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Re: Russia's Dying Democracy

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  • David-Constantine Wright
    ... Encyclical of Archbishop Demetrios of America on the Occasion of OXI Day - October 28, 2006 Protocol 107/06 October 28, 2006 To the Most Reverend
    Message 1 of 5 , Oct 31 1:58 PM
      --- Fr. John Shaw wrote:

      >JRS: Stephen Brown seems to equate "democracy" with "law and order".
      >But in reality, "law and order" means that "democracy and freedom" are

      Encyclical of Archbishop Demetrios of America on the Occasion of OXI
      Day - October 28, 2006

      Protocol 107/06

      October 28, 2006

      To the Most Reverend Hierarchs, the Reverend Priests and Deacons, the
      Monks and Nuns, the Presidents and Members of the Parish Councils of
      the Greek Orthodox Communities, the Distinguished Archons of the Order
      of St. Andrew, the Day, Afternoon, and Church Schools, the Philoptochos
      Sisterhoods, the Youth, the Hellenic Organizations, the members of our
      Parishes and the entire Greek Orthodox Family in America

      Beloved Brothers and Sisters in Christ,

      Once again we greet with joy the arrival of the Twenty-Eighth of
      October. As Greek Orthodox Christians, we know this day as "OXI Day," a
      reference to the defiant "NO" (or "OXI") that the Hellenic nation
      boldly proclaimed in 1940 to the demands of Mussolini to surrender to
      the dark forces of Fascism that were sweeping across Europe at that
      time. This day is important because of the example that the nation of
      Greece set for the rest of the world. Greece's defiance to the demands
      of a hostile fascist aggressor stood for the undeniable, moral claim
      that there are certain values in this world that are so precious and so
      sacred, that they cannot be compromised at any cost.

      These values are those of liberty and freedom. The Hellenic nation knew
      then, as the world knows now, that God out of His love for all
      humankind has bestowed liberty and freedom as inalienable rights to
      people of every culture, race, and religion the world over. The right
      to live in conditions of liberty and freedom represents the product of
      a beautifully rich synthesis of Hellenism and Christianity. It speaks
      directly to us as Greek Orthodox Christians, who are the proud bearers
      of this cherished and unique legacy, which we have the responsibility
      to share with our neighbors.

      In reviewing the history of October 28, OXI Day, it is natural for us
      to look first and foremost to our fathers and their noble actions in
      Greece in 1940. Interestingly though, if we look deeper into our own
      American history, we find a notable connection with the date of October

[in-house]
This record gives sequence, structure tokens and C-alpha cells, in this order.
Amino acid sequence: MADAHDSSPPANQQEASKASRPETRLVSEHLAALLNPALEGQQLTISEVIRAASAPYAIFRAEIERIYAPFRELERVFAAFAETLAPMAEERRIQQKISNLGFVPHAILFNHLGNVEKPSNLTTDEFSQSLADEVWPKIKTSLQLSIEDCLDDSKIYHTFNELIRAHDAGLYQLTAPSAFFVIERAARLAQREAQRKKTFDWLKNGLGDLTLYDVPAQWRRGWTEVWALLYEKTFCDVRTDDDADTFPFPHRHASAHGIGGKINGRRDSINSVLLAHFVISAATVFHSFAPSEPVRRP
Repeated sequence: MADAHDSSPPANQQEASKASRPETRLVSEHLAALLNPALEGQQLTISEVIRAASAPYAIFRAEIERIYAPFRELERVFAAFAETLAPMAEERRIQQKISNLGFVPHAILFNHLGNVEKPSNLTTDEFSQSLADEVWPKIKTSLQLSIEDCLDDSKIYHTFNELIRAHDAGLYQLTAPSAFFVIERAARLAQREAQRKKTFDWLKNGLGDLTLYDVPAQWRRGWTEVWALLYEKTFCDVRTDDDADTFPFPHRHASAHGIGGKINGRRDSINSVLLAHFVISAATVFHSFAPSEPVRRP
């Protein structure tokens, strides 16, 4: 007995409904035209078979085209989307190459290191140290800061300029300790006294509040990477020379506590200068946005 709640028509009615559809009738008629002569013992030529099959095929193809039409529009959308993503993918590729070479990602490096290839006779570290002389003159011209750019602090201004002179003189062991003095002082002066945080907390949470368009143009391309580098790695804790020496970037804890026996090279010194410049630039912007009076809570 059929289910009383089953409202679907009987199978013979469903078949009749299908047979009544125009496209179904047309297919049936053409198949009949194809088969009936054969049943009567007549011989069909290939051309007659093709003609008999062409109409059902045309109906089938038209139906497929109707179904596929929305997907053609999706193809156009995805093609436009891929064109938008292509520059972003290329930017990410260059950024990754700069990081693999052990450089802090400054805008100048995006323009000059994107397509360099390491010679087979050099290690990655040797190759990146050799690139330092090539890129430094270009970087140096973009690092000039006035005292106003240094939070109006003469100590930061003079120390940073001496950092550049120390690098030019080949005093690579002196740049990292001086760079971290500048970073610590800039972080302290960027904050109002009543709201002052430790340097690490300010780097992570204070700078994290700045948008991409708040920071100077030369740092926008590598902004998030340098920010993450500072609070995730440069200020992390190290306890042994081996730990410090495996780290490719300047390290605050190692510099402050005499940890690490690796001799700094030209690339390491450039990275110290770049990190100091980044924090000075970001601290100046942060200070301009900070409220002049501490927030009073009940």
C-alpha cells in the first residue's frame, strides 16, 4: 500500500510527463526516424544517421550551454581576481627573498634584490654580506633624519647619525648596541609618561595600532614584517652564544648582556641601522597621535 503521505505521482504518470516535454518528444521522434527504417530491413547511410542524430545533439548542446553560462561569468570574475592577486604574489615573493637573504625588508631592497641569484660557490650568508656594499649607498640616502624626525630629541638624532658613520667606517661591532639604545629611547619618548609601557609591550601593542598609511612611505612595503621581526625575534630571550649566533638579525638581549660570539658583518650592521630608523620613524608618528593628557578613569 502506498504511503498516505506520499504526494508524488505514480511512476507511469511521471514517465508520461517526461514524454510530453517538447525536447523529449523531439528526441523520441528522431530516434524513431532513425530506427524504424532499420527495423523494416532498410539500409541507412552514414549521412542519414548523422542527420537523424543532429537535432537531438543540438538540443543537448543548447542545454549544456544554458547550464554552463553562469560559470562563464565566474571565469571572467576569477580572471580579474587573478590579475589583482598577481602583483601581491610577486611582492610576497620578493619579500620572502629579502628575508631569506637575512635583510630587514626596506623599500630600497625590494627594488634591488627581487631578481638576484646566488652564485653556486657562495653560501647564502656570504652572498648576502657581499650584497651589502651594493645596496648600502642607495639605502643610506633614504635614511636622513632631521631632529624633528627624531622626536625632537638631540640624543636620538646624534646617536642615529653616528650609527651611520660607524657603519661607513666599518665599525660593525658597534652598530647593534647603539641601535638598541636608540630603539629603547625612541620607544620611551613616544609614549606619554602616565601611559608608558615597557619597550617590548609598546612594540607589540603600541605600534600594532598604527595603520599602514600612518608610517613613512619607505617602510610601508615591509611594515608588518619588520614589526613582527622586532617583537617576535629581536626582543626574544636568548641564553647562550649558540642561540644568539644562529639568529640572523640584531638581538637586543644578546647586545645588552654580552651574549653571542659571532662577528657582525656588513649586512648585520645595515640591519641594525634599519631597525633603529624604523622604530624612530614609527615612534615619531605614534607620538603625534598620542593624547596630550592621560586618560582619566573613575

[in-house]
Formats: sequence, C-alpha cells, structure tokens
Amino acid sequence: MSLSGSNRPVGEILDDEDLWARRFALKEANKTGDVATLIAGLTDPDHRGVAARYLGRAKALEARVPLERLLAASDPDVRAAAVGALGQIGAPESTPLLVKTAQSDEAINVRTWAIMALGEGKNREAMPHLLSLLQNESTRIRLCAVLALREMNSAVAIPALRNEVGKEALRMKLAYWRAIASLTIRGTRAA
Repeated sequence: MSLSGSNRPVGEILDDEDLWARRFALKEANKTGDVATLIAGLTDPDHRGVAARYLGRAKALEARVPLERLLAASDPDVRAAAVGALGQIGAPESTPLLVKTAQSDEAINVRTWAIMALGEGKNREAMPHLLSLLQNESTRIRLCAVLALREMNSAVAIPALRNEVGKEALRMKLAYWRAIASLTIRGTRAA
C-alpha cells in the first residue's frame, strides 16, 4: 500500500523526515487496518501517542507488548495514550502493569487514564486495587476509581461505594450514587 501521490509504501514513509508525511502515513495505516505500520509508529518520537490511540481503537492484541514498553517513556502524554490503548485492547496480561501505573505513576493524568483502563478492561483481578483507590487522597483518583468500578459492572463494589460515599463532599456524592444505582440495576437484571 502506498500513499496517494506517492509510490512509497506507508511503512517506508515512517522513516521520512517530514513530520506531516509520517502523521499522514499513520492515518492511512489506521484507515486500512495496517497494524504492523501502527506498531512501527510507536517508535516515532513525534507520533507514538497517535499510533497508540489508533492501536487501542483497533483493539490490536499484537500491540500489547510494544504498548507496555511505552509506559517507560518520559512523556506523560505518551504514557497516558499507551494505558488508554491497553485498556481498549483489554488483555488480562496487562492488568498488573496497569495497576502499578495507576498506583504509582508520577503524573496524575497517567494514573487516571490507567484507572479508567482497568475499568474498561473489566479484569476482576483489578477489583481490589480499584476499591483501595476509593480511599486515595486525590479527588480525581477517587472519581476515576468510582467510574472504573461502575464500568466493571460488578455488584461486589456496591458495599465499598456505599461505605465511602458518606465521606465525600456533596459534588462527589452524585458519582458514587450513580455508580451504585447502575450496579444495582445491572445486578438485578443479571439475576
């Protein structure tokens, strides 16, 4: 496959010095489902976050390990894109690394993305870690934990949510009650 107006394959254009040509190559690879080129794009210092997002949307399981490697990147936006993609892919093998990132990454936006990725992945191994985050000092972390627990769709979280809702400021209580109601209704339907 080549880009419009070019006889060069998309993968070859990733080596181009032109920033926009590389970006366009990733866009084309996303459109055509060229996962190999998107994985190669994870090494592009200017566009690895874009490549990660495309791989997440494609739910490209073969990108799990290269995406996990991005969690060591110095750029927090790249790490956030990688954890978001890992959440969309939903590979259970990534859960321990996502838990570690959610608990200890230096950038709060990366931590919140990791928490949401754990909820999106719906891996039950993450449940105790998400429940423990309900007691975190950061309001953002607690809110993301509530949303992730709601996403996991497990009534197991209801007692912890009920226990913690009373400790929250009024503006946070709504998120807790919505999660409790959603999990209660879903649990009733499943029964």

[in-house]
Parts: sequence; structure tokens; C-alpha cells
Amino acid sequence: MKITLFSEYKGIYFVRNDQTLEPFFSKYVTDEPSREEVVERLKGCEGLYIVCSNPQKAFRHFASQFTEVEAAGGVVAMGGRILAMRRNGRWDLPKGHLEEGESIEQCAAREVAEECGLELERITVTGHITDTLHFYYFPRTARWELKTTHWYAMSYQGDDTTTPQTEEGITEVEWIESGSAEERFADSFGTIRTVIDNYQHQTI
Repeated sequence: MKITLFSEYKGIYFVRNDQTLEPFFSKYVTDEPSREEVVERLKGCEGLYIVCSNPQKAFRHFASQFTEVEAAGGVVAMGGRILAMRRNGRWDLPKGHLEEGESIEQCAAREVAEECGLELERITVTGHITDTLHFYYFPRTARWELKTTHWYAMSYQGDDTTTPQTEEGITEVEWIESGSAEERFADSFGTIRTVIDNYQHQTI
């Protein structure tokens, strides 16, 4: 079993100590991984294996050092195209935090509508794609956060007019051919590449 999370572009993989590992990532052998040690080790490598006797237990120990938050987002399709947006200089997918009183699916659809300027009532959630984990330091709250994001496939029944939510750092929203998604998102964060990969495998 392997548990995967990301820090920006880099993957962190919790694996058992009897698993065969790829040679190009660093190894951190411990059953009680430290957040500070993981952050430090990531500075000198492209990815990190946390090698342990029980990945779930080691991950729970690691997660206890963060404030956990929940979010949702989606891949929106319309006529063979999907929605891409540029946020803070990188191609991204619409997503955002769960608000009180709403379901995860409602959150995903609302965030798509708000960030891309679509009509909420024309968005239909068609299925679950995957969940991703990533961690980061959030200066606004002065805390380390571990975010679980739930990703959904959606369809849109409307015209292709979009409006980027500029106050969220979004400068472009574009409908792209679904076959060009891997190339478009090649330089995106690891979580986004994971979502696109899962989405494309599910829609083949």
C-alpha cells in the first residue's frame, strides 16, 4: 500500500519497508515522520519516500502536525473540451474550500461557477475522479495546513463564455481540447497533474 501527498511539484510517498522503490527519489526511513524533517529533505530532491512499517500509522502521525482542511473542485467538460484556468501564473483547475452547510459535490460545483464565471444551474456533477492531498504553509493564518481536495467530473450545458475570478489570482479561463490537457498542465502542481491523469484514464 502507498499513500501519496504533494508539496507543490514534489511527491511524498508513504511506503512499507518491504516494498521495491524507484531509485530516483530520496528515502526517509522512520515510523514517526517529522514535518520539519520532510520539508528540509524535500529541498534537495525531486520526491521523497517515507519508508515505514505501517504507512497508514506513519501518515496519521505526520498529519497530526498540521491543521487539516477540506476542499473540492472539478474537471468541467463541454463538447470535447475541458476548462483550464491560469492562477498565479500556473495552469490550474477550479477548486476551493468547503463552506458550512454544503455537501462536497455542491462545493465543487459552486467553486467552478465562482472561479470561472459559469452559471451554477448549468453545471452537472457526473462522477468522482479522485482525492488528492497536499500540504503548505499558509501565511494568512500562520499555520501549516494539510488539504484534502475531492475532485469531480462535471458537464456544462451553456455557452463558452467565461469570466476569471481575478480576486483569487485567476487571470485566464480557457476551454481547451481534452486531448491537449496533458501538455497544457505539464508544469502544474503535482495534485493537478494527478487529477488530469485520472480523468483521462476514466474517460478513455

28; for on that day, in 1886, another important event that stood for
      liberty and freedom took place, namely, the dedication of the Statue of
      Liberty on Ellis Island, a safe harbor for hundreds of thousands of
      immigrants to America. Much in the same way, this event too confirmed
      the fundamental rights of liberty and freedom, and today the Statue of
      Liberty stands as a monument that continues to herald these ideals to
      people throughout the world.

      Thus, as we commemorate the Twenty-Eighth of October, we first bring to
      mind the events of Greece in 1940 and the courageous "OXI" which the
      brave Hellenic nation uttered in the face of fascist aggression. We
      remember the stand of our Hellenic fathers for liberty and freedom at
      all costs, which was a stand mandated by their Orthodox Christian
      faith. Second, we take this opportunity to probe deeper into notable
      events in American history that also occurred on the Twenty-Eighth of
      October, specifically the dedication of the Statue of Liberty in 1886,
      which stood for the very same principles. In so doing, we re-discover
      precious symbols and events in history which bring unique import to us
      as Greek Orthodox Christians who are citizens and residents of America,
      our beloved second home.

      We are thankful to God for giving us important events in history which
      serve to remind us of the precious gifts of liberty and freedom. It is
      my heartfelt prayer that as we reflect upon the significance of this
      date, we may direct our hearts and minds to reflect upon the conditions
      of liberty and freedom which are essential to our identity as Greek
      Orthodox Christians and which rightfully belong to all human beings,
      especially in places where these conditions are lacking. May the
      abiding love and peace of our gracious and merciful God be with you

      With paternal love in Christ,

      Archbishop of America
      Forwarded by Rd. David-C

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